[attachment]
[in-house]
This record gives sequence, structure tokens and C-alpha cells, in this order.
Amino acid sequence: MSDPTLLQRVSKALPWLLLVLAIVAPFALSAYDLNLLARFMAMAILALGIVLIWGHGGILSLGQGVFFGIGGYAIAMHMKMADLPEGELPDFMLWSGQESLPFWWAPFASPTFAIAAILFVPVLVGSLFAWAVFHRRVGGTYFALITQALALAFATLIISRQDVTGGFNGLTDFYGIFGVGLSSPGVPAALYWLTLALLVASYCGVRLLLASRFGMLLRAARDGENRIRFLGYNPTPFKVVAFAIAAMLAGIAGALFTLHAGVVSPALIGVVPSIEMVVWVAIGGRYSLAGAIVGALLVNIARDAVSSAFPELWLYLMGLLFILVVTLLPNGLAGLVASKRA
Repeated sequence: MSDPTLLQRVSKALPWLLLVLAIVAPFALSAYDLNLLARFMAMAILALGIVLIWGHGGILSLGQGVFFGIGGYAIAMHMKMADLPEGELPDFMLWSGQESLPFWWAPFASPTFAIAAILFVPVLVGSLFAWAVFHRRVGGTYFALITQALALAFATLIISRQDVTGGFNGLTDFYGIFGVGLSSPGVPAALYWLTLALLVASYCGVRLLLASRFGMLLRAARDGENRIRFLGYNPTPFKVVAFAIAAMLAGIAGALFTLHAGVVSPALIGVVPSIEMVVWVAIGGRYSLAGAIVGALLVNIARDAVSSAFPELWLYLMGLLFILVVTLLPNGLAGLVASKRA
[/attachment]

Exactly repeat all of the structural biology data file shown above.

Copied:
[in-house]
This record gives sequence, structure tokens and C-alpha cells, in this order.
Amino acid sequence: MSDPTLLQRVSKALPWLLLVLAIVAPFALSAYDLNLLARFMAMAILALGIVLIWGHGGILSLGQGVFFGIGGYAIAMHMKMADLPEGELPDFMLWSGQESLPFWWAPFASPTFAIAAILFVPVLVGSLFAWAVFHRRVGGTYFALITQALALAFATLIISRQDVTGGFNGLTDFYGIFGVGLSSPGVPAALYWLTLALLVASYCGVRLLLASRFGMLLRAARDGENRIRFLGYNPTPFKVVAFAIAAMLAGIAGALFTLHAGVVSPALIGVVPSIEMVVWVAIGGRYSLAGAIVGALLVNIARDAVSSAFPELWLYLMGLLFILVVTLLPNGLAGLVASKRA
Repeated sequence: MSDPTLLQRVSKALPWLLLVLAIVAPFALSAYDLNLLARFMAMAILALGIVLIWGHGGILSLGQGVFFGIGGYAIAMHMKMADLPEGELPDFMLWSGQESLPFWWAPFASPTFAIAAILFVPVLVGSLFAWAVFHRRVGGTYFALITQALALAFATLIISRQDVTGGFNGLTDFYGIFGVGLSSPGVPAALYWLTLALLVASYCGVRLLLASRFGMLLRAARDGENRIRFLGYNPTPFKVVAFAIAAMLAGIAGALFTLHAGVVSPALIGVVPSIEMVVWVAIGGRYSLAGAIVGALLVNIARDAVSSAFPELWLYLMGLLFILVVTLLPNGLAGLVASKRA